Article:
Wednesday, August 19, 2015
C.A. Rejects Citizens’ Bid to Unravel Controversial Settlement
By KENNETH OFGANG, Staff Writer
Citizens’ groups trying to invalidate the controversial settlement of litigation between a developer and San Bernardino County, on the ground that supervisors who approved the deal had a conflict of interest because they had been bribed by the developer, lack standing, the Fourth District Court of Appeal has ruled.
Div. Two ruled Monday that The Inland Oversight Committee and Citizens for Responsible Equitable Environmental Development lack a viable cause of action against the county and Colonies Partners, L.P. over the $102 million settlement.
The panel, which issued three separate opinions, also concluded that the settlement was inoculated from challenge by a 2007 judgment validating the bonds issued by the county in order to pay the developer the agreed sum. The IOC and CREED prevailed in one aspect, as the Court of Appeal ruled that the “public interest” exception to the anti-SLAPP statute applied, so the plaintiffs will not have to pay the defendants’ attorney fees.
The controversial settlement was the culmination of the developer’s claims that it was due compensation from the county in connection with flood control easements on Colonies property in Upland. After a trial court ruling for the developer was overturned on appeal, the parties agreed to mediation, and the settlement was agreed to.
Three years later, however, an investigation into the background of the settlement led to the indictment of Bill Postmus, a county supervisor at the time of the settlement who had been elected the county assessor, on bribery charges. Postmus, who was also facing a drug charge after methamphetamine was seized during the execution of a search warrant, pled guilty to several charges and became a prosecution witness.
Colonies partner Jeff Burum; James Erwin, a former assistant assessor who allegedly acted as Burum’s agent in attempting to persuade supervisors to enter into the developer-friendly settlement; Paul Biane, one of the supervisors who voted to approve the settlement; and Mark Kirk, then chief-of-staff to Supervisor Gary Ovitt, were charged with bribery, conspiracy, embezzlement and other crimes in a 29-count indictment issued in May 2011.
The indictment claimed that the defendants and Postmus conspired to have the county approve the deal in return for $100,000 donations to political committees controlled by Biane, Kirk, Postmus, and Erwin.
The criminal case has had a torturous history, with some charges dismissed but with the indictment largely intact after prosecutors won a December 2013 state Supreme Court ruling adopting their argument that it is possible to be guilty both of offering a bribe and of aiding and abetting its acceptance or conspiring to have it accepted.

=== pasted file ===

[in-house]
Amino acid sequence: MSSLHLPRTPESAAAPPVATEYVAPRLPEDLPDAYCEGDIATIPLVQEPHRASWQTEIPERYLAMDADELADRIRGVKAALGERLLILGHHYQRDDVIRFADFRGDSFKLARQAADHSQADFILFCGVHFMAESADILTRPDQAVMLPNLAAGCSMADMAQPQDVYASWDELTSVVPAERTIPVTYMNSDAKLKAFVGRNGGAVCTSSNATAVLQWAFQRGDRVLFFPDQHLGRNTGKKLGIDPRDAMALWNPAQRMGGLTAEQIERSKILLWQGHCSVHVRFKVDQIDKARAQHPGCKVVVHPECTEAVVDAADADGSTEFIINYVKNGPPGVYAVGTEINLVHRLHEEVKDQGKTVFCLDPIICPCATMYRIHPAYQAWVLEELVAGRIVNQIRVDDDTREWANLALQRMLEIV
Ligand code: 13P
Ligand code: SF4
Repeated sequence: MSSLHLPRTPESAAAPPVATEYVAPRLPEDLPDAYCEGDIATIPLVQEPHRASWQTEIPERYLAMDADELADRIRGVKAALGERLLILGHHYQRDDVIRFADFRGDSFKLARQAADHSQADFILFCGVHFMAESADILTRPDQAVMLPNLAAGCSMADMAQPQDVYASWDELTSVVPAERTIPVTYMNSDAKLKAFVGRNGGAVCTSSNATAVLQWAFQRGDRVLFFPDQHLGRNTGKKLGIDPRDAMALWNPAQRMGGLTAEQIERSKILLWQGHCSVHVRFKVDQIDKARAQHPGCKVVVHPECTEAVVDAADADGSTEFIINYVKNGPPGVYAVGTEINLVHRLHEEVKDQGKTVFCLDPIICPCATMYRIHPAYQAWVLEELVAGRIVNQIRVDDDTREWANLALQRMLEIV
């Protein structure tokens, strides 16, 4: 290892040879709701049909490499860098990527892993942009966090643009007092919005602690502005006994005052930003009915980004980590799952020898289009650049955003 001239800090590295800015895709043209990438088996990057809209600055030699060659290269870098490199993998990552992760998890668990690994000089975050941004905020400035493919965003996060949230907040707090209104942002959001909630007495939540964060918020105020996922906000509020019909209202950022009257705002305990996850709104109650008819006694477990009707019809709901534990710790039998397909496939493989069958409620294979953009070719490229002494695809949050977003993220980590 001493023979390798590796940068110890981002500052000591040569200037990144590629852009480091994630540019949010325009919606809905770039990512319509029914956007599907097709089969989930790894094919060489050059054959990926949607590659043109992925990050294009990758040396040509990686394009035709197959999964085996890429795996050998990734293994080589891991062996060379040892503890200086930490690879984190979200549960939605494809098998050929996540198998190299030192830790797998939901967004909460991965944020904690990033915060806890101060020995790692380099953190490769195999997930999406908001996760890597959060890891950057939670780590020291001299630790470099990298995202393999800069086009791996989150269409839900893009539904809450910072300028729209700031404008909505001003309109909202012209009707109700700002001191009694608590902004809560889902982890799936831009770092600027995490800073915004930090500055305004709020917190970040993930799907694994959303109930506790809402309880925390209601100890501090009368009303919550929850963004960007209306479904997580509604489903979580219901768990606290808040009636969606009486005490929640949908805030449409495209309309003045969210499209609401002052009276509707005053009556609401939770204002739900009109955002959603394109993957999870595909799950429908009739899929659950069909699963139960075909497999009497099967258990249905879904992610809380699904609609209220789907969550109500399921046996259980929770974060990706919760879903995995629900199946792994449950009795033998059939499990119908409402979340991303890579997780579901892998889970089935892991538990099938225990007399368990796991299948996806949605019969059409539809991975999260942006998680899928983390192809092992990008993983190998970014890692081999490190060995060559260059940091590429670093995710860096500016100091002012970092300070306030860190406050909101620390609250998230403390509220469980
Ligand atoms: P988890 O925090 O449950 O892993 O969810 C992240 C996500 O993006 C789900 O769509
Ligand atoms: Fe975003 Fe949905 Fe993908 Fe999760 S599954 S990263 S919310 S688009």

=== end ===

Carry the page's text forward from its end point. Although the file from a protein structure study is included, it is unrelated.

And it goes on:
The case is set for trial Feb. 1 of next year.
The IOC and CREED alleged in their complaints, filed in 2012, that the settlement should be declared invalid, and Colonies ordered to disgorge the money it had received, under Government Code §1090.
Section 1090 generally prohibits a public official or employee from acting on a contract in which that person has an interest. The state Supreme Court has explained that the law “is concerned with ferreting out any financial conflicts of interest, other than remote or minimal ones, that might impair public officials from discharging their fiduciary duties with undivided loyalty and allegiance to the public entities they are obligated to serve.”
But Justice Thomas Hollenhorst, writing for the Court of Appeal, said there was no support for the plaintiffs’ argument that citizens may sue directly under the statute. Nor does the taxpayer standing statute, Code of Civil Procedure §526a, or the common law provide standing, he said.
As a general rule, the justice explained, taxpayer standing does not extend to actions brought on behalf of a government entity, since allowing standing in that instance would interfere with the entity’s discretion.
Exceptions have been recognized, however, the justice acknowledged.
In Schaefer v. Berinstein (1956) 140 Cal.App.2d 278, he noted, a taxpayer was allowed to sue in a representative capacity under the common law, alleging among other things that the defendant city had failed to instigate legal action relating to certain transactions with private defendants that the taxpayer contended were made in violation of Government Code section 1090. The court noted that the city’s charter imposed a mandatory duty on the city to perform the acts that the plaintiff alleged it failed to perform.
In this case, however, the plaintiffs cited no provision mandating that the county pursue conflict-of-interest claims, the justice said, noting that §1092, which provides for civil actions to enforce §1090, is permissive by its terms.
The plaintiffs’ claim that the county has a nondiscretionary duty not to settle litigation in exchange for bribes, “would be more to the point if plaintiffs were seeking to enjoin the County from entering into such a settlement agreement,” Hollenhorst wrote. “But that ship has long since sailed.”
The cases are Inland Oversight Committee v. County of San Bernardino (Colonies Partners, L.P.), 15 S.O.S. 4226, Colonies Partners, L.P. v. Superior Court (Inland Oversight Committee) 15 S.O.S. 4229, and San Bernardino County v. Superior Court (Inland Oversight Committee), 15 S.O.S. 4232.
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